It may seem morbid to plan for your death, incapacitation, or terminal illness, but we believe that it is better to be safe than sorry. This is your only life, and you should decide on what terms you meet death and who will receive your property and care for your children afterward. As people live much longer these days, it often takes significant planning to assure your financial security.
What happens to your property when you die is a personal decision that each individual should make. If you don’t have a Last Will and Testament, you are giving the state free reign to make that decision for you.
A Will is a very important and powerful document. It allows you to choose who will receive your property when you die. It also allows you to appoint a person you trust as your Executor/Executrix. This person serves as the “enforcer” of your wishes and makes sure that the Surrogate’s Court distributes your property in accordance with your Will after you die.
In addition to property distribution, a Will is especially important if you have young children. In your Will, you can appoint a trusted family member or friend to serve as the guardian of your children until they reach adulthood if you should die before they are adults. You can also appoint a person to care for your children’s money and expenses.
Surrogate’s Court hears cases involving estates. We provide services in Surrogate’s Court in the following counties: Albany, Columbia, Fulton, Greene, Montgomery, Rensselaer, Saratoga, Schenectady, Schoharie, Warren, and Washington.
You can change your Will at any time, so even if you already have a Will and would simply like to update it, contact us today. Your property and the care of your children are too important to leave up to chance. Let us make sure your property is distributed the way you want and your children are in good hands after your death.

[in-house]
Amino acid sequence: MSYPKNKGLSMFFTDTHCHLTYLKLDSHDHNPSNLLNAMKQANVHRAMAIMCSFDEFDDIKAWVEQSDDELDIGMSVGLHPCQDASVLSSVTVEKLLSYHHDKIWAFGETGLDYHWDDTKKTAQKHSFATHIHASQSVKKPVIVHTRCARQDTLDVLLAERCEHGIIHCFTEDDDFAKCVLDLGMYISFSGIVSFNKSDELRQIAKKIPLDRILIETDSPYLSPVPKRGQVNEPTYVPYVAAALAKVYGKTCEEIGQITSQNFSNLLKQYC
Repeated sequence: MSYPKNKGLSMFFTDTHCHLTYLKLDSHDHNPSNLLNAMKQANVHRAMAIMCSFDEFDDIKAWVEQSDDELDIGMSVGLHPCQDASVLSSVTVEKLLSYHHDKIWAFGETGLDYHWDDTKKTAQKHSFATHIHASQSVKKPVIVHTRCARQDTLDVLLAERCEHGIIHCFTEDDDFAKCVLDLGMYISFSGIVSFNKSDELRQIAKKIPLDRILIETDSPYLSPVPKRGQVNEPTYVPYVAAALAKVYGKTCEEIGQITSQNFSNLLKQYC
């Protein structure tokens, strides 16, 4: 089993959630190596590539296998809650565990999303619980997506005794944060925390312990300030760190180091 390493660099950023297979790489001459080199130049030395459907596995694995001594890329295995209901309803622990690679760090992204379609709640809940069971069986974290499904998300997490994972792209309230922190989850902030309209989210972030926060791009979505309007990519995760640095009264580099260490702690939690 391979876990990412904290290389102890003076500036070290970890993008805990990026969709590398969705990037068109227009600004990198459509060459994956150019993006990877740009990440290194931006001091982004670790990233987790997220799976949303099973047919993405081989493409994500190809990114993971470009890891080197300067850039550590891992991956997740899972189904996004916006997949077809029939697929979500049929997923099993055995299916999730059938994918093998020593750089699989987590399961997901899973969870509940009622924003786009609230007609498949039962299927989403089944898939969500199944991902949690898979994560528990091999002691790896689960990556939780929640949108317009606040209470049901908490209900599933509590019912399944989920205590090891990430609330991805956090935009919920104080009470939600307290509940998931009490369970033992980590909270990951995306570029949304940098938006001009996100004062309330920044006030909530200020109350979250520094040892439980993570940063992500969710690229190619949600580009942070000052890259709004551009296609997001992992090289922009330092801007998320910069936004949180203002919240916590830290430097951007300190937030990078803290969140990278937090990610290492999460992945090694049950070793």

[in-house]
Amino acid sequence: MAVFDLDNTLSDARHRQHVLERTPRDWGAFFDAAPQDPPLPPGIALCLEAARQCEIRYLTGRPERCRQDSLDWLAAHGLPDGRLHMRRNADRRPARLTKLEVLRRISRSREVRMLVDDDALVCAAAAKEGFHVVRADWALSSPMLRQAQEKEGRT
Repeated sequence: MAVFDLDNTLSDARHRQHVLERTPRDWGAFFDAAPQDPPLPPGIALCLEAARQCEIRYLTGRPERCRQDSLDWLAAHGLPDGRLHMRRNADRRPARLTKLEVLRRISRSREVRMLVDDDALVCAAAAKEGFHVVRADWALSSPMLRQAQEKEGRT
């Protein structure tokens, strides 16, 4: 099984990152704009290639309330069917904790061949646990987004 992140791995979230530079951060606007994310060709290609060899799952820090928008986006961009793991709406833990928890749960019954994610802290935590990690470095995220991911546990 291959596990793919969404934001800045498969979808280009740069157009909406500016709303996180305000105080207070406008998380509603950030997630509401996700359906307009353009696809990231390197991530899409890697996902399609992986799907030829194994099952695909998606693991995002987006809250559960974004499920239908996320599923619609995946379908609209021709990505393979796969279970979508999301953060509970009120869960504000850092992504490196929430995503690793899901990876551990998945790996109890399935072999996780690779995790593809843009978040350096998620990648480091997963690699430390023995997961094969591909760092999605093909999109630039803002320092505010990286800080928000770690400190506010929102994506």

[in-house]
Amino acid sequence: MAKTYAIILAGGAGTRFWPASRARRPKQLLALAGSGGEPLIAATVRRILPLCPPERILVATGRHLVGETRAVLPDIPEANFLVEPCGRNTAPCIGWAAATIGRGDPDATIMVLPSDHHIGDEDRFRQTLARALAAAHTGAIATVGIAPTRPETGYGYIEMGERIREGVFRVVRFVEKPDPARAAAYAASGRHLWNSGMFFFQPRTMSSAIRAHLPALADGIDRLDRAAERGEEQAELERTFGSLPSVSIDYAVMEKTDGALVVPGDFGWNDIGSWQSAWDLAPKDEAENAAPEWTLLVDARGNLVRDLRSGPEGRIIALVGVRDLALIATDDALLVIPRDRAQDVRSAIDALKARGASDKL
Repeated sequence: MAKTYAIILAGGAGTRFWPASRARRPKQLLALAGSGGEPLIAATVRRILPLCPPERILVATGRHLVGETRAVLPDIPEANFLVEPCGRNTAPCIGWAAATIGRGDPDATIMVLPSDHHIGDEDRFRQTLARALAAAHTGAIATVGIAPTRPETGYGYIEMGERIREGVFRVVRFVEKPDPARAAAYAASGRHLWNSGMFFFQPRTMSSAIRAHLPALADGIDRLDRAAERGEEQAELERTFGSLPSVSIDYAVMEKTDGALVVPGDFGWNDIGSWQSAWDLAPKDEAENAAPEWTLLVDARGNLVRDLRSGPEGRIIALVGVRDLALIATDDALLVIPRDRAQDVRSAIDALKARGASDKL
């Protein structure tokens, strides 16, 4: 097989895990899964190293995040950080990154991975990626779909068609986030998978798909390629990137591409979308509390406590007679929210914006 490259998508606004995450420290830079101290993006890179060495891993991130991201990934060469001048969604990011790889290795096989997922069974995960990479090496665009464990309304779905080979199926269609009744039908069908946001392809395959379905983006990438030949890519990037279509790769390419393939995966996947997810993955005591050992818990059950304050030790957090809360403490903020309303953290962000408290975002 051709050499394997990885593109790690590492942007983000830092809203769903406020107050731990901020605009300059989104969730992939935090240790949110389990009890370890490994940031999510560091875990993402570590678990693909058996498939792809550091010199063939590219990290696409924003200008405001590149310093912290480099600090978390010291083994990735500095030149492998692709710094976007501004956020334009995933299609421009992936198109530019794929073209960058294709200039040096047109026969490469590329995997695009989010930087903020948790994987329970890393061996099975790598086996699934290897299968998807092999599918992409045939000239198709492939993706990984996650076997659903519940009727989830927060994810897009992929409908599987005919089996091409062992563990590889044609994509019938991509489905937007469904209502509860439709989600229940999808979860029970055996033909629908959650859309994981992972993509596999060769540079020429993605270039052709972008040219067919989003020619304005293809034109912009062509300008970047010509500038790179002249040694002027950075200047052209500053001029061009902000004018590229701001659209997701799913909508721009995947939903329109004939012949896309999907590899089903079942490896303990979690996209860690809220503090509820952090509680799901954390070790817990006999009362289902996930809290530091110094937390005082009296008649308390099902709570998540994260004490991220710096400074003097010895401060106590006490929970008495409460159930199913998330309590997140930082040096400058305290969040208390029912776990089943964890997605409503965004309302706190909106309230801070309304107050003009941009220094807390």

A Living Will informs your health care providers and family of your wishes regarding life prolonging medical treatment if you become terminally ill. You can also state any desires you have to donate your tissue and organs for transplant, research, or educational purposes and to die at home or in hospice if you become terminally ill. This document is sometimes referred to as an Advance Directive, Health Care Directive, or a Physician’s Directive.
A Living Will only becomes effective if you are terminally ill and unable to voice your wishes. If you do not have a Living Will or would like to change your Living Will, contact us today.
In a Health Care Proxy, you designate a person to make medical decisions for you if you become incapacitated and cannot make those decisions yourself. The document also allows the person you appoint to be with you in the Intensive Care Unit and to obtain your medical records, which they could not otherwise access due to federal HIPAA laws. In this document, you may also repeat the wishes you voiced in your Living Will regarding life prolonging medical treatment, tissue/organ donation, and hospice.
If you cannot make medical decisions yourself, you deserve to have someone you know and trust, rather than a stranger, make the decisions for you. If you do not have a Health Care Proxy or would like to change your Health Care Proxy, contact us today.
Have you ever wondered who would run your business, pay your bills, make deposits into your bank account, or file your tax returns if you became disabled, impaired or seriously injured? You can rest assured that your daily affairs will be taken care of by executing a Durable Power of Attorney, which allows you to choose a person you trust to act as your legal representative and make binding business and financial decisions on your behalf.
A Power of Attorney can grant considerable power to your designated agent, and it takes effect when it is executed, not when you become incapacitated. For this reason, it is important that you very carefully consider who you appoint your agent and that you thoroughly understand the agent’s given powers. If you have any reservations, we can restrict the scope of the agent’s powers, limit how long the document is effective, or appoint multiple agents. Contact us today to create a Power of Attorney specifically tailored to protect your interests.